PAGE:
First Drive: 2012 Dodge Charger SRT8 Road Test & Review
What if you could have American muscle car physicality, Japanese technological finesse and German precision all in one vehicle? And what if this amalgamation was tucked into an aggressive but unassuming package that didn't break the bank? Introducing the 2012 Dodge Challenger SRT8… This is a car which easily elicits praise as its power, gadgetry and accoutrements are a surprising development from a platform that has historically underwhelmed us.
The Charger is, for all intents and purposes, a four-door version of the Challenger, but its design language now much more closely resembles the historic Charger styling than the previous iteration (with the exception of the four doors). The most notable examples are the deep and long side scallops that run from just aft of the front mirrors and sweep all the way to the rear. The ground effects, including the aggressive front fascia, side skirts and rear apron, are chiseled-looking and give the car its aesthetic edge. But the blacked-out grill with the signature Dodge crosshairs sitting inside a large Evo-esque mouth make the car look like a land shark, ready to eat up and spit out anything in its path. In the rear, the Charger once again reclaims some of its storied past, with an updated version of the tail lamps that reach across the entire back-end illuminated with 164 LEDs. The spoiler may seem like overkill but it's actually a functional enhancement and adds to the car’s sporting aspirations.
The inside of the 2012 Charger SRT8 is downright slick and puts the Chevy and Ford muscle cars somewhat to shame. The nicely bolstered Napa leather sport bucket seats offer 12-way adjustable power with both heating and ventilation as well as pinhole suede inserts that add a touch of styling flavor. Our model has bright red upholstery and, while a bit flashy for our tastes, offers a rich visual experience when combined with the ornate dash bathed in silver carbon-fiber. The flat bottom, leather-wrapped SRT steering wheel is also a nice touch.
One of the outstanding highlights has to be the fresh-out-of-the-box 8.4-inch touchscreen display that looks like an iPad has been stuffed into the center dash position. The user experience is something right out of Apple's playbook with large visually stunning graphics that allow for navigating the audio and climate systems, Garmin-powered GPS navigation, and phone controls. Scrolling through the menu options and clicking on ‘Driving’ will reward you with ‘Performance Pages’, a set of uber-cool gauges and digital readouts that track speed, horsepower, torque, acceleration and braking as well as a host of other performance metrics.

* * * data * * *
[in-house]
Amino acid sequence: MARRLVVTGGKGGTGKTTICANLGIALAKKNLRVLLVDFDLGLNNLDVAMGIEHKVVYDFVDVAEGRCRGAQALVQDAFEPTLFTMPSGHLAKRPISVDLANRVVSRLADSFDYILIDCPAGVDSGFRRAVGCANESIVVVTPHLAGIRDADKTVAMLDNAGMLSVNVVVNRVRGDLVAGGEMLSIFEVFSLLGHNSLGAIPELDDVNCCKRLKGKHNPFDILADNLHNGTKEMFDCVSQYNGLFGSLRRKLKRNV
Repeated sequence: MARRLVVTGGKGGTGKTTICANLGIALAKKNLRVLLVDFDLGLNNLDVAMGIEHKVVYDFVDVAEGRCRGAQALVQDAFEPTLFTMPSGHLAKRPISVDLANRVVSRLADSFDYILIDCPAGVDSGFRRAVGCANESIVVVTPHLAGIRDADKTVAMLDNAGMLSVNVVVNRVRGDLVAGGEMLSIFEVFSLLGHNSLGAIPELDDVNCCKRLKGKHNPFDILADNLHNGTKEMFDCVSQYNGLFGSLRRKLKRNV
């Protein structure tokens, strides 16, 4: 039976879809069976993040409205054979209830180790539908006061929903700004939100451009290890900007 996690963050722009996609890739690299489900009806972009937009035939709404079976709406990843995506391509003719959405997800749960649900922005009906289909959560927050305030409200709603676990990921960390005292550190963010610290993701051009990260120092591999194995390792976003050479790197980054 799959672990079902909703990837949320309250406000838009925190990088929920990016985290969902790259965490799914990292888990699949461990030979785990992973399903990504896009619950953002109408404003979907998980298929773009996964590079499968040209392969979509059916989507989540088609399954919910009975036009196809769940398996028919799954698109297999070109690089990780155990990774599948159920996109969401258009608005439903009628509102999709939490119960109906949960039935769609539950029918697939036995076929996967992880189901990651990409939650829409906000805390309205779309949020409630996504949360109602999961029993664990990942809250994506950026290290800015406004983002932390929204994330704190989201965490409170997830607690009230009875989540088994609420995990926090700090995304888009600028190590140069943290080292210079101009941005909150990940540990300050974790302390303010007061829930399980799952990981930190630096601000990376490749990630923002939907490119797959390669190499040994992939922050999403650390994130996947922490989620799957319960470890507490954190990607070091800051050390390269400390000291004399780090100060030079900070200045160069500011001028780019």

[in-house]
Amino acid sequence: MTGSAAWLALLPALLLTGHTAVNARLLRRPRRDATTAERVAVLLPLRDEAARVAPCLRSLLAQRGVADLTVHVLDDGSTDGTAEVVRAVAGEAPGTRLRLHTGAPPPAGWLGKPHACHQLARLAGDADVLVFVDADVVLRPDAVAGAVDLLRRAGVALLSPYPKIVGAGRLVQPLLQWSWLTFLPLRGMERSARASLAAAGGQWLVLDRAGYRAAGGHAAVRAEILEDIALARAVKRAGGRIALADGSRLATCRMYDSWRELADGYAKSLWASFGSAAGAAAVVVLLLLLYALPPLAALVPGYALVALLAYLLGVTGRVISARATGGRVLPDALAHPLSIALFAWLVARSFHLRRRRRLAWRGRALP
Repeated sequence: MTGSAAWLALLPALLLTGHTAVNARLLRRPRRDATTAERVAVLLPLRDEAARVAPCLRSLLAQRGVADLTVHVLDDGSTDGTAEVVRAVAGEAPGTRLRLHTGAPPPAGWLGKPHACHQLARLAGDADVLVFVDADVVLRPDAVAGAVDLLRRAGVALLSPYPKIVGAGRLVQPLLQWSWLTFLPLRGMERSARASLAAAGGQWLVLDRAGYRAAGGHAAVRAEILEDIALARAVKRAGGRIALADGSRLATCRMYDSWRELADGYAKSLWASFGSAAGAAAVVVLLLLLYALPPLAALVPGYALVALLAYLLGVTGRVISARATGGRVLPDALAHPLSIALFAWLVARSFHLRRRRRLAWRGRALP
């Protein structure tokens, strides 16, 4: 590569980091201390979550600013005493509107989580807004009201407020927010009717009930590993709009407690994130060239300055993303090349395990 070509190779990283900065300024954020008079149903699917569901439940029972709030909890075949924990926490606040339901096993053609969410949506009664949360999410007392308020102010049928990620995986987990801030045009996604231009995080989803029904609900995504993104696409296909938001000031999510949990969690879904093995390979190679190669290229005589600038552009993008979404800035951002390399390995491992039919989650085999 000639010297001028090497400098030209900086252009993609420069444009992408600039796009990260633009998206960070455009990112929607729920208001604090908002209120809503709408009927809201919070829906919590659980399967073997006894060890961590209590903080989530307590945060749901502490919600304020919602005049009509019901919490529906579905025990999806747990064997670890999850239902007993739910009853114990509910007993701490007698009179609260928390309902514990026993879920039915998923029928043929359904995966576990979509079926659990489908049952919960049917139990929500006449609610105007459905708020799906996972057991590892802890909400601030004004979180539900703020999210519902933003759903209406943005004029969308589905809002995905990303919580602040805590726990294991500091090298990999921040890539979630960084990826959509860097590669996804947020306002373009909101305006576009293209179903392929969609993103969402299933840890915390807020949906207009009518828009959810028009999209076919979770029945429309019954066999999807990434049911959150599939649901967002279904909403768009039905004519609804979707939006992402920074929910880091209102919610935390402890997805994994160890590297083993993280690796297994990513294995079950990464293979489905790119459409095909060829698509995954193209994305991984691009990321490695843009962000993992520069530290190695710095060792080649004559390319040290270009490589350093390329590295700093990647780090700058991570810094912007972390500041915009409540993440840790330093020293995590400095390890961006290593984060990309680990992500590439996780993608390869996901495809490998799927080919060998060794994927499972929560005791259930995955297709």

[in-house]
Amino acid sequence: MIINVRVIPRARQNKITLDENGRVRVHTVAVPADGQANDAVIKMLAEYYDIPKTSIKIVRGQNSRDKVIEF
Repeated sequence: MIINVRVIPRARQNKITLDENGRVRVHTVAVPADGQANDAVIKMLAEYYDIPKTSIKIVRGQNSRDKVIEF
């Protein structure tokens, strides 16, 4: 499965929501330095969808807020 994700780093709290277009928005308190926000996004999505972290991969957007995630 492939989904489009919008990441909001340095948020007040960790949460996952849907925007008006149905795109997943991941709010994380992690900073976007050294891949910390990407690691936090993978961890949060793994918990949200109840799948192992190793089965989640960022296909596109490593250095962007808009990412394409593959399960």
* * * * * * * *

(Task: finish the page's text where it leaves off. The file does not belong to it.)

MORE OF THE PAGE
But the fun doesn't stop there, oh no… Other niceties include keyless entry, push button ‘Start’, rear cross-path detection, rain sensitive windshield wipers, automatic headlamps, power sunroof and even heated and cooled console cupholders. The blind-spot monitoring system works well with mirrors that blink when a car enters a blind spot and beeps that sound when the turn signal indicates an imminent turn into a danger zone. The rear back-up camera is also solid and even features directional guidance lines that show vehicle trajectory based on wheel angle.
One of the best features of the new Charger SRT has to be the sound system which will blow your socks off. Harmon Kardon got the nod to create the system and we must truly raise our glasses. Many automobiles with spec sheets listing things like 900 watts, 19-speakers and a 12-channel amplifier, such as the SRT8, somehow always seem to disappoint with mediocre components and overexagerated numbers. In this case, HK sourced their GreenEdge speakers and put them to work in the form of seven 3.5-inch mid-range speakers, seven integrated tweeters, four 6×9 thumpers and one 10-inch subwoofer. The result is an outstanding system that is clean and balanced with punchy sound that puts many luxury offerings to shame. The system accepts CDs, DVDs, MP3 and also offers SiriusXM satellite radio to pump through the speakers.